MTM, Bespoke, Haute Couture - What's the Difference?

Wednesday, May 7, 2014

I can only assume you are confused too, so I am here to clear up the confusion with some 

Fashion Terminology


Ready-to-Wear or Off the Rack
Garment intended to be worn with out significant alterations. They are available in standard sizes and are formed from patterns. No customization here! Garments are produced for High volume rather than High Fashion. Although many High Fashion Houses do have a pret-a-porter line such as; Saint Laurent, Chanel and Dior. Basically what we all wear, whether that is from Michael Kors or from Topshop and Zara. 

Made-to-Measure (MTM): 

Tailored to your measurements
A tailor would take a regular size garment, for example a size 6 dress and alter the garment to more correctly fit your measurements. MTM uses existing patterns and make modifications to them. MTM is usually referenced in regards to men's tailored suits and suit-shirts.


Custom-Made with Limitless Choices Just for you
A new pattern is made entirely based on your measurements, fabric choices, styles, etc. More than just your typical measurements are needed. The word Bespoke  was traditionally reserved for high-end mens' tailoring on Savile Row, Central London. But as it looks like it is now used for designers like Michael Kors, TopShop, Stella McCartney, where they are not Haute Couture, but as close as you can get for custom designs. Bespoke does not refer to how the garment is sewn together, only that it is made for a specific person and their desired outcome.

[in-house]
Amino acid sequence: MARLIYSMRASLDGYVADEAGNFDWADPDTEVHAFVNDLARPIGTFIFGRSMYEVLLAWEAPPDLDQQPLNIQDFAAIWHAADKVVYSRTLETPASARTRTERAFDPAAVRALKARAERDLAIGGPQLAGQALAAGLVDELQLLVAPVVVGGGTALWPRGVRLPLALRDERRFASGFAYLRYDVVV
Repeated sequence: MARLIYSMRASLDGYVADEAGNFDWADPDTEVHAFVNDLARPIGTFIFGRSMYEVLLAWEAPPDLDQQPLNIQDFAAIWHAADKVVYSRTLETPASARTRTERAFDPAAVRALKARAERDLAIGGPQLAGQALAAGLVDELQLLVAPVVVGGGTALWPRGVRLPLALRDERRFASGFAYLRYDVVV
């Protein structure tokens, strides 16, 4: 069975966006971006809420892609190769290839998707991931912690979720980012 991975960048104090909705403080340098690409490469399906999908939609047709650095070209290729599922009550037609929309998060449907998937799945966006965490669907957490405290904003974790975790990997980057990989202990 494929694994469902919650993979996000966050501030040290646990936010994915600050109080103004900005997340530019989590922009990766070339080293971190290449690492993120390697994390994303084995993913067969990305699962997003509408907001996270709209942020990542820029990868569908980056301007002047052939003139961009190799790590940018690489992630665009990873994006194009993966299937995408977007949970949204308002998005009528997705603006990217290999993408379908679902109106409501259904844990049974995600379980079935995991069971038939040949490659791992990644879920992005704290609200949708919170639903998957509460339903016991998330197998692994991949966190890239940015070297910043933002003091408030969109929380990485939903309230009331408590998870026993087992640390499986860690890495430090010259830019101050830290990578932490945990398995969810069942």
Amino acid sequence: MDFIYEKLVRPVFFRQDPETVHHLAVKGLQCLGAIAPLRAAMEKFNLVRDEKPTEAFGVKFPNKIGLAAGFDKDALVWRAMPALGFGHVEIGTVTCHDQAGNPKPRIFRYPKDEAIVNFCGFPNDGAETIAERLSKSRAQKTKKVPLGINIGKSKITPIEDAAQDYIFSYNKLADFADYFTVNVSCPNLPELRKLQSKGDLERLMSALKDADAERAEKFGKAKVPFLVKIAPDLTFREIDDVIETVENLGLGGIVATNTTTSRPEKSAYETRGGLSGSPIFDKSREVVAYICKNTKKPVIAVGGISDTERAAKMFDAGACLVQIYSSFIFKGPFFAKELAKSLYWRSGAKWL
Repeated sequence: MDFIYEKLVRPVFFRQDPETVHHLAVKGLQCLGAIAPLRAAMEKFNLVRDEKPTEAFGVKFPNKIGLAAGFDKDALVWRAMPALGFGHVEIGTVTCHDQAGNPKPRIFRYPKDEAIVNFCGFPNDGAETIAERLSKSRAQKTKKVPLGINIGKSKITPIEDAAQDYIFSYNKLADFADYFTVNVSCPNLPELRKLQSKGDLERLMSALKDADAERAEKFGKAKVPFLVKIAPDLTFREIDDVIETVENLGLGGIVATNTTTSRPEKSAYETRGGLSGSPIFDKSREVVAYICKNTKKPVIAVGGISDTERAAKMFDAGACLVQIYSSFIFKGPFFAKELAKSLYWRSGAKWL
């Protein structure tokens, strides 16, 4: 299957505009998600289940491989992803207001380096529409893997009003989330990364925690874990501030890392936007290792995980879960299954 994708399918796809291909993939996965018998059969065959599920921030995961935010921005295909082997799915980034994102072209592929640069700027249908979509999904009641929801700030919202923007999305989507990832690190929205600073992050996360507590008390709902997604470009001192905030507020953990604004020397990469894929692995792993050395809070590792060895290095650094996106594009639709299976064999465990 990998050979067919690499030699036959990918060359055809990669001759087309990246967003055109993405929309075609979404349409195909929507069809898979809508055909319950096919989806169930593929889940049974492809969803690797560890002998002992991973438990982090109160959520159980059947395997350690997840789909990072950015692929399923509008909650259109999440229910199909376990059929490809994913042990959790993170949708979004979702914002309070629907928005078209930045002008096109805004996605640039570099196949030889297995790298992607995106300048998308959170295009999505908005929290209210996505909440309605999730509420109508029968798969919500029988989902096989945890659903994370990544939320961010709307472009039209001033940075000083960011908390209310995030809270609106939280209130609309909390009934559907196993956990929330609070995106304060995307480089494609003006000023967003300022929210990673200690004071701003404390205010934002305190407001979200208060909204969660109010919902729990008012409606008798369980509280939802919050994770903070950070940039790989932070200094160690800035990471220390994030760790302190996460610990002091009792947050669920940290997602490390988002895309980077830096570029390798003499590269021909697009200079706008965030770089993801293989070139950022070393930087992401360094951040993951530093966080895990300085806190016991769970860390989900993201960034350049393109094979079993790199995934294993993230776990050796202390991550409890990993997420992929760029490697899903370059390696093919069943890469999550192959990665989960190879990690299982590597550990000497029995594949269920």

Haute Couture:

Custom-Made, Hand Sewn from start to finish
Haute Couture is "High-End Dressmaking". It is custom made clothing, high-end fabrics and fashion, and most importantly entirely hand sewn from start to finish. Haute Couture was established in Paris, is protected by Parisian law, and is regulated by Chambre Syndicale de la Haute Couture. The Chambre Syndicale has been around since 1868. 
To be a member you must;
       (1) Design made-to-order for private clients, with one or more fittings,
       (2) Have a workshop (atelier) in Paris that employs at least fifteen staff members full-time,
       (3)  Must have twenty, full-time technical people in at least one workshop (atelier), and 
       (4) Every season, present a collection of at least fifty original designs to the public, both day and     evening garments, in January and July of each year. (source)
Very few are able to legally and rightfully advertise themselves at Haute Couture, such as Christian Dior, Givenchy and Chanel.